November 11th, 2015 Written by CBC (here) Study by military's top doctor shows correlation between service in Afghanistan and soldier suicide rates
A pair of Concordia students who served in Afghanistan say better co-ordination of local, provincial and federal services for soldiers returning home would go a long way in helping to catch people suffering from the psychological aftermath of war.
Eric Washburn and Rory James Blaisdell of the Concordia Veterans' Association spoke to CBC Daybreak host Mike Finnerty on Remembrance Day — a day after the release of a report by the Canadian military's top doctor that service in Afghanistan is associated with an elevated risk of suicide.
Washburn said that many soldiers are screened upon returning home, and that the initial services are fairly comprehensive.
However, he said, psychological distress may not be apparent to anyone — including the soldier himself or herself — until much later.
"It's not like having a broken foot or a missing leg. The psychological injuries may present themselves years later," he said.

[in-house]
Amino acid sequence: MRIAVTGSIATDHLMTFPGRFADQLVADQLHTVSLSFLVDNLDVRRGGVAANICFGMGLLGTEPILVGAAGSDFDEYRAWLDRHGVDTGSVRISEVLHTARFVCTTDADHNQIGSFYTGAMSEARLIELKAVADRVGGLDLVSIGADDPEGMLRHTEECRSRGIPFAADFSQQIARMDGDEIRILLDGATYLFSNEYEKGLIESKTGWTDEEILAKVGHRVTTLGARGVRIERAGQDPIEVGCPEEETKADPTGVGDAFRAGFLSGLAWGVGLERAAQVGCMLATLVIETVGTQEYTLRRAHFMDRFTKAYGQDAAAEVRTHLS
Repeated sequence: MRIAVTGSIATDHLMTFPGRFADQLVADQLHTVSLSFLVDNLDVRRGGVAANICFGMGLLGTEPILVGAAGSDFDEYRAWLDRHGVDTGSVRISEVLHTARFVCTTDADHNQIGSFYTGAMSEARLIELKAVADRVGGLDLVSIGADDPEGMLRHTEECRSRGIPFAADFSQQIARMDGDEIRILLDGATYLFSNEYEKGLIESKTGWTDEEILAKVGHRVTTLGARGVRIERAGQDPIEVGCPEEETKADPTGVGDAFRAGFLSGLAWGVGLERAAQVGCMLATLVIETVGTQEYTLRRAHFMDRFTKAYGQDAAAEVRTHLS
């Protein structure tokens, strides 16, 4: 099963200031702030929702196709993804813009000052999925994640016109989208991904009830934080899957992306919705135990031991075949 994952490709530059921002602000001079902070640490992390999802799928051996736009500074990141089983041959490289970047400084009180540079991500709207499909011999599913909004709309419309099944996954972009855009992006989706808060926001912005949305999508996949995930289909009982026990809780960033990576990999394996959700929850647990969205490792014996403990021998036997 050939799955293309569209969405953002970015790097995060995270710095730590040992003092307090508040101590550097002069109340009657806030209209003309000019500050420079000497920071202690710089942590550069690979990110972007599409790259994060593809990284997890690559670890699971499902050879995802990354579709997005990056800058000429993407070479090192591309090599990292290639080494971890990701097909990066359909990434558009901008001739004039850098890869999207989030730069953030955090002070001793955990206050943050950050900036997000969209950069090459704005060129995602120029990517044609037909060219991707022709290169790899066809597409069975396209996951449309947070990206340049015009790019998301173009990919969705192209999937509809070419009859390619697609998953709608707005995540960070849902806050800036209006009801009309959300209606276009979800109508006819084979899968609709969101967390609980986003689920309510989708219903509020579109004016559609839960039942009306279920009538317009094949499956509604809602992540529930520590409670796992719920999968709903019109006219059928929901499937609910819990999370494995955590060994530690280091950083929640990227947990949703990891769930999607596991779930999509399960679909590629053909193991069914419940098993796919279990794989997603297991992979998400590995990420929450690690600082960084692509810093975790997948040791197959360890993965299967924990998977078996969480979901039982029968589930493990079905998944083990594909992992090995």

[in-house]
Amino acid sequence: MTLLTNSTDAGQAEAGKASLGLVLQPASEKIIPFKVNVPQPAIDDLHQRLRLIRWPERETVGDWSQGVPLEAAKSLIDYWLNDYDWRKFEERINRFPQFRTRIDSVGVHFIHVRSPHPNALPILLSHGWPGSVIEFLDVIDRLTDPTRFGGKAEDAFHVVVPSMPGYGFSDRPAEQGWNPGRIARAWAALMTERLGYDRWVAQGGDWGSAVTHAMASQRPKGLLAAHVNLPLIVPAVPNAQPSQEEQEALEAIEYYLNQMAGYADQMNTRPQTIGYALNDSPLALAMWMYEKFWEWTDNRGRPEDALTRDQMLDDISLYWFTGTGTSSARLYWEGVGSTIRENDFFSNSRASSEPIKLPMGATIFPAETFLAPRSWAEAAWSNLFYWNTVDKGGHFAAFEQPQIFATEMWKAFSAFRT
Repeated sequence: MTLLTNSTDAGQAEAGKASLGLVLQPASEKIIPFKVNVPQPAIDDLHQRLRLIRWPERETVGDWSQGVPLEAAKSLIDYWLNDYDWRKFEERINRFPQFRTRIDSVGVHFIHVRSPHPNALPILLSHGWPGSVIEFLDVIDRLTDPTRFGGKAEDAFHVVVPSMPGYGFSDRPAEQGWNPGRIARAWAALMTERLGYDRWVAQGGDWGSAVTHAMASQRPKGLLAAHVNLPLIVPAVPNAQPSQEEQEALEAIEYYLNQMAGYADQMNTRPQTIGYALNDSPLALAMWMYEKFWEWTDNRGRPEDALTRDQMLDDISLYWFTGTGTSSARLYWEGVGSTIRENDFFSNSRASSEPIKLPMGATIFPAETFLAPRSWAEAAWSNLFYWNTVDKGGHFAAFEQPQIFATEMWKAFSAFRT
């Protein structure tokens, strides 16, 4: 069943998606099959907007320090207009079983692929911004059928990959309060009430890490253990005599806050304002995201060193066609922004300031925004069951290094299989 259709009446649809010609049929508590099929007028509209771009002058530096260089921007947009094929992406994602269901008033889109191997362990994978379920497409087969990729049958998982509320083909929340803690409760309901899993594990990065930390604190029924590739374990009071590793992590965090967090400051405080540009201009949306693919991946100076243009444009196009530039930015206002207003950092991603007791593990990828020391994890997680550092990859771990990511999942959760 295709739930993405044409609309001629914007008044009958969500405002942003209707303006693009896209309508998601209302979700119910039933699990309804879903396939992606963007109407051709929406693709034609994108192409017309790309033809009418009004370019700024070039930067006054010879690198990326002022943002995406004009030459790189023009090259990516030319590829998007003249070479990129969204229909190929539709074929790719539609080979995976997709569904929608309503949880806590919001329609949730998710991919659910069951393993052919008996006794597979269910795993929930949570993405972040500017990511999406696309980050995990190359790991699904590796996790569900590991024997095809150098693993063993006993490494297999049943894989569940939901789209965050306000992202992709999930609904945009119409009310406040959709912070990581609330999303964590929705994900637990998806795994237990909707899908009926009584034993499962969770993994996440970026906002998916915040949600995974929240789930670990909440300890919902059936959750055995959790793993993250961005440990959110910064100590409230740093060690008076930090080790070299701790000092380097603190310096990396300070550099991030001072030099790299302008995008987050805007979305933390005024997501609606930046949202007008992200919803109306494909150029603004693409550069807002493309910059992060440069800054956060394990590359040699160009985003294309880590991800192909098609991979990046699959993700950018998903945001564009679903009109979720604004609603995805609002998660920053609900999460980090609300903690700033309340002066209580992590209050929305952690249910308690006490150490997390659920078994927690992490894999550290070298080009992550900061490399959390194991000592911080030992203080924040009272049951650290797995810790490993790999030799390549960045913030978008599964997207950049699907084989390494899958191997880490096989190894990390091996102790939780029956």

The delay in the development of symptoms can aggravate a further delay in accessing help.
"Part of the problem is things aren't aggregated in one central location so there may be a service for you, there may be a program that's offered but you may not know about it," Blaisdell said.
The numbers speak for themselves: 158 Canadian Forces personnel died in Afghanistan — and 59 additional soldiers killed themselves upon coming home.
Washburn and Blaisdell said there needs to be a mechanism to remember those who die of psychological injuries, just as we remember those who have died of physical ones.
The Book of Remembrance does not record soldiers' deaths at home once they leave the battlefield.
Watch the video for more from Washburn and Blaisdell's Daybreak interview at the top of the page.